It was my younger son, who’s a digital native, who persuaded me it was a bad idea. I’d been watching Twitter for a while, slightly mesmerised by its speed, energy and violence. When I gave a talk at the Bush last year, I found I was the only speaker not using Twitter; since they were also decades younger, I felt a bit like Morse, clinging to his Jag. So I asked my son one day, ‘I’ve been wondering…,?’ His answer had all the certainty I remember having at the same age. ‘Absolutely not.’ I think he was a bit amused by my naïveté.
It’s a good idea, when you’re an immigrant, to pay attention to any advice you get from the natives. When they’re friendly and know you as well as your children do, you’d be a fool not to. So I ditched the idea, without thinking more about it. I’m glad I did. One clue as to why he was right was that, for that 10 minute talk to 30 people at the Bush, I found myself writing a text.
Writing this blog (and its companion) has been a new adventure in writing and publishing. I’ve had to find another voice (still not sure on that one). I’ve learned a lot about what readers find interesting (not always what I think is important). I’ve learned to lighten up a bit (alright, not that much, but I’m working on it).
And I’m learning to write more briefly. Before the blogs, a short piece was a conference paper of 4-5,000 words. Now, I’m failing to keep under 500 words. But 140 characters? I don’t think so. There are other reasons not to use Twitter but space to think – and writing is just a form of thinking in public – is the most important for me.
And the point is?
Most people who occupy leadership positions in the arts world are, like me, migrants to the digital world, though that’s changing with each passing year. With exceptions, they haven’t responded to their new surroundings with any of the confidence or imagination they draw on in their arts practice. With exceptions, they know it and feel uncomfortable about what seems like a weakness.
But hey, it’s okay. Being up to date is not the most important thing in art. Being good is better. Or original. Or experienced. Or any number of other things.
That said, it is important to know what you don’t know and decide whether you need to know it. Or not. Don’t beat yourself up because you don’t understand the digital world. No one does. It’s being born. Those born with it just have different assumptions. They’re not right – but they might have advice worth listening to.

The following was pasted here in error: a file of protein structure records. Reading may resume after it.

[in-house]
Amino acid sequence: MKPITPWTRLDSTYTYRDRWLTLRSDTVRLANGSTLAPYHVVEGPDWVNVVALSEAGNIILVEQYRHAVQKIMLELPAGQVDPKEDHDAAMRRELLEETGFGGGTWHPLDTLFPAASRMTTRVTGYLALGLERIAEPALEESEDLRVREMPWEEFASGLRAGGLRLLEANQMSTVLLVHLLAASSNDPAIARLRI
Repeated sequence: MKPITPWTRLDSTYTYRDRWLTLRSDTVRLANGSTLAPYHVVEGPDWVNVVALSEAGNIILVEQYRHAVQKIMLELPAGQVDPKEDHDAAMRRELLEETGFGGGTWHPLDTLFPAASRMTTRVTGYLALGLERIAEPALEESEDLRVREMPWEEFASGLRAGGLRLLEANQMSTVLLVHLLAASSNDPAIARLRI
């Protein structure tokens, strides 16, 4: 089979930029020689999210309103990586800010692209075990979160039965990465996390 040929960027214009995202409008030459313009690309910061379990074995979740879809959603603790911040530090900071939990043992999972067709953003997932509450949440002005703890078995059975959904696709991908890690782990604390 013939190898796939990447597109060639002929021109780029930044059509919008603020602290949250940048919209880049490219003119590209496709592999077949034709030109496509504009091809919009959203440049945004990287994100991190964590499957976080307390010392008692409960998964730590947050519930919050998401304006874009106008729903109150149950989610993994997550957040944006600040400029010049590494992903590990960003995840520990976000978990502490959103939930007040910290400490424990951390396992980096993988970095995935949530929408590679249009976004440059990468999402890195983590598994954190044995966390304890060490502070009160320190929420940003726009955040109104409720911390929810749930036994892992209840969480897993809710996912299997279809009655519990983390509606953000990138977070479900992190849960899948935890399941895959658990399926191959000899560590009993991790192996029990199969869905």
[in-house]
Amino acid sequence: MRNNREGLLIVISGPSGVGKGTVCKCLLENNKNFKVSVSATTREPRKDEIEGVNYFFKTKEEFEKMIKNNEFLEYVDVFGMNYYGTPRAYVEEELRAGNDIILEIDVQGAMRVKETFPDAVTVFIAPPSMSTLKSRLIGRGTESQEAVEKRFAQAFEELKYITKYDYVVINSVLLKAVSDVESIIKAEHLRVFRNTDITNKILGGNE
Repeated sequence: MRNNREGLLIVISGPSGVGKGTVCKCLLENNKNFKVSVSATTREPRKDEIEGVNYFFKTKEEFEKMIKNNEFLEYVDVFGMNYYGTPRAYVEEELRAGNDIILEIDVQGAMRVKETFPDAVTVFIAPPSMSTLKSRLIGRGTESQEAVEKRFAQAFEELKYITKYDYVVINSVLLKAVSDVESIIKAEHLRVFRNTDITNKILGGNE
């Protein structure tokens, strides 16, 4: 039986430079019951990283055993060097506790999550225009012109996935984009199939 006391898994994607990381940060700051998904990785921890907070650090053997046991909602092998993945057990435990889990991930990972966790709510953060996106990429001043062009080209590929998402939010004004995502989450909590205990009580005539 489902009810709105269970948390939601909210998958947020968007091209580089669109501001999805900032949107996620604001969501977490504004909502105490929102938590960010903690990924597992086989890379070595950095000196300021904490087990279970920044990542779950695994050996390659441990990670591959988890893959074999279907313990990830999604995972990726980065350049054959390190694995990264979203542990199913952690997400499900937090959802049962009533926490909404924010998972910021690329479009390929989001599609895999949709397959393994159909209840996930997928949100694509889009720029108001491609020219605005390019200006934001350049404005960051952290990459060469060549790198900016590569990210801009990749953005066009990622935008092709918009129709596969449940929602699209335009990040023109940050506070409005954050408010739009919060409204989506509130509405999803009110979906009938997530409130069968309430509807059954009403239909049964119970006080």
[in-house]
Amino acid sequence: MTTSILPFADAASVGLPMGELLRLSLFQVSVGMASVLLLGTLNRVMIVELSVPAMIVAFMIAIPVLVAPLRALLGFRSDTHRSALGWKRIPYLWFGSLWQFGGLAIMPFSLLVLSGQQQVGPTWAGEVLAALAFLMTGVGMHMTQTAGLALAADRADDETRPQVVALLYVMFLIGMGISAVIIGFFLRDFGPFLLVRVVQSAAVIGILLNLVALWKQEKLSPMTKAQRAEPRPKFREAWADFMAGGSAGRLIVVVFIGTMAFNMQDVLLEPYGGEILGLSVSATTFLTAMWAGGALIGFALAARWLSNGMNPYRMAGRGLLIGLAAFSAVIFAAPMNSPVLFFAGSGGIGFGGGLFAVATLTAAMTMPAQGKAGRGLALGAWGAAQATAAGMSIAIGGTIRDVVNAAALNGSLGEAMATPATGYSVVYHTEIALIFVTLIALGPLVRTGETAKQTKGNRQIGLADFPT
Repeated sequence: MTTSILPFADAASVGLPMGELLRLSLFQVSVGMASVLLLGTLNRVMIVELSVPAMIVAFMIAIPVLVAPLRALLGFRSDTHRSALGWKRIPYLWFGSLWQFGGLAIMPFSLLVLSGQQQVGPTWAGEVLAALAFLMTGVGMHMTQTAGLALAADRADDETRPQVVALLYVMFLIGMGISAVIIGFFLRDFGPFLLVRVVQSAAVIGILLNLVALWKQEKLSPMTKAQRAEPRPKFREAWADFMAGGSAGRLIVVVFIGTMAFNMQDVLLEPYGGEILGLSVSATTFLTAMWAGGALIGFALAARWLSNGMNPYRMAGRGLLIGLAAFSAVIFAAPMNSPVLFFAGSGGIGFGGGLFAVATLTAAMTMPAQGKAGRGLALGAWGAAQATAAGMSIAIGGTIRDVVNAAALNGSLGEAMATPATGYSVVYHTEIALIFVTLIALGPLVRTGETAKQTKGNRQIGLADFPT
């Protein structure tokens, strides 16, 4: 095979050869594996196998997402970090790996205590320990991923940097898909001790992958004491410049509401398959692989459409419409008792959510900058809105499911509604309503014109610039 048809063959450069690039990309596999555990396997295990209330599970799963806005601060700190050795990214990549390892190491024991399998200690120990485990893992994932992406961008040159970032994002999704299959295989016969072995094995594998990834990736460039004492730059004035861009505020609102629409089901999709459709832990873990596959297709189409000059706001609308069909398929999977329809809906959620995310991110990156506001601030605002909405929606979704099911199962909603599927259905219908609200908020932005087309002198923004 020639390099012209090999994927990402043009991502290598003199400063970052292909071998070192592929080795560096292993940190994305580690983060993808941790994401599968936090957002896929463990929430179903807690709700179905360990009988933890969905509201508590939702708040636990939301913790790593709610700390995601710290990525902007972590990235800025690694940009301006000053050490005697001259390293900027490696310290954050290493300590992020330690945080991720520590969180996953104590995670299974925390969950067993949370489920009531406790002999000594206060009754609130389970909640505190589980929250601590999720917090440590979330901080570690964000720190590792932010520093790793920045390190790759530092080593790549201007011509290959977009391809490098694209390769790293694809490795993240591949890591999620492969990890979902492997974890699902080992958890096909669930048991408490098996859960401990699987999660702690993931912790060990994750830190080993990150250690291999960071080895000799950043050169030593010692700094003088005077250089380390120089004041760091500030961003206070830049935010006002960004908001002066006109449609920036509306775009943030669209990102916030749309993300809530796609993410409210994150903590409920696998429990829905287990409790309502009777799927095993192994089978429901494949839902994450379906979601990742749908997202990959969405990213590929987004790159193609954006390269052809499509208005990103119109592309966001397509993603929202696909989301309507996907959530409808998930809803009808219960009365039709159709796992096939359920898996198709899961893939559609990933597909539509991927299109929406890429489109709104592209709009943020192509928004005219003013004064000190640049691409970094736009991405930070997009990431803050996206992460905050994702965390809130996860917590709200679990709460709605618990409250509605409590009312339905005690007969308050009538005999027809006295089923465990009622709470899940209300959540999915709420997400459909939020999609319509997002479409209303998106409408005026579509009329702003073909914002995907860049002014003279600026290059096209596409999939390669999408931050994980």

And the digital world isn’t a collection. You don’t have to get the set, so you can strut around like a general full of campaign medals.
So, if you don’t want to blog, or tweet, or crowd source, or podcast, or Instagram (not a verb yet, but it soon will be), or do any of the other things that have been invented while I’ve been writing this, then don’t. We’re all in charge of how we use the digital world. And if you want to use your time on something else but your venue needs a Twitter account – and I concede it might – hire a native.
Yes, but…I too would claim to be not just a immigrant but a luddite about Twitter. Tried it once, thought it was rubbish and then was convinced again to take a second look. I am now coming out of my evangelical phase (telling people on the bus how great it is…) and starting to integrate it with everything else. What I like about it is that more than Facebook or Linkedin is that it very quickly establishes a community of interest that is bigger, broader and more diverse than my existing network. The streaming of information is like a flowing river that you can dip into, contribute to or not. But the banks and tributaries of the river are not overwhelming because they are constructed and informed by your own personal interests. Community theatre, politics, news, local traffic updates, Dr Who symposiums, thinkers, academics, bloggers, or art activists in Syria. Its immediate and compelling like your own interconnected news channel. Yes, its obsessive. Overwhelming. Distracting. But it is deeply interactive and participative. The natives will laugh, sure, but sometimes even a luddite can re-invent themselves and maintain their own integrity.
Thanks – that’s the most convincing case for Twitter I’ve heard yet. One of the things I like about blogging is the opportunity to revisit past thoughts. I can go back to texts posted months, even years, ago and change them. This instability seems a truer reflection of a changing self than print allows. I’m abandoning the last vestiges of faith in the ‘authoritative text’ that, as a student of literature before postmodernism, I was taught to look for. (It’s one reason Montaigne seems so contemporary – his unconcerned rewriting means that a ‘correct’ edition is impossible.) So I might find myself rewriting this one day – as I said, the digital world is not understandable. But, at present, the danger of distraction is a real concern.
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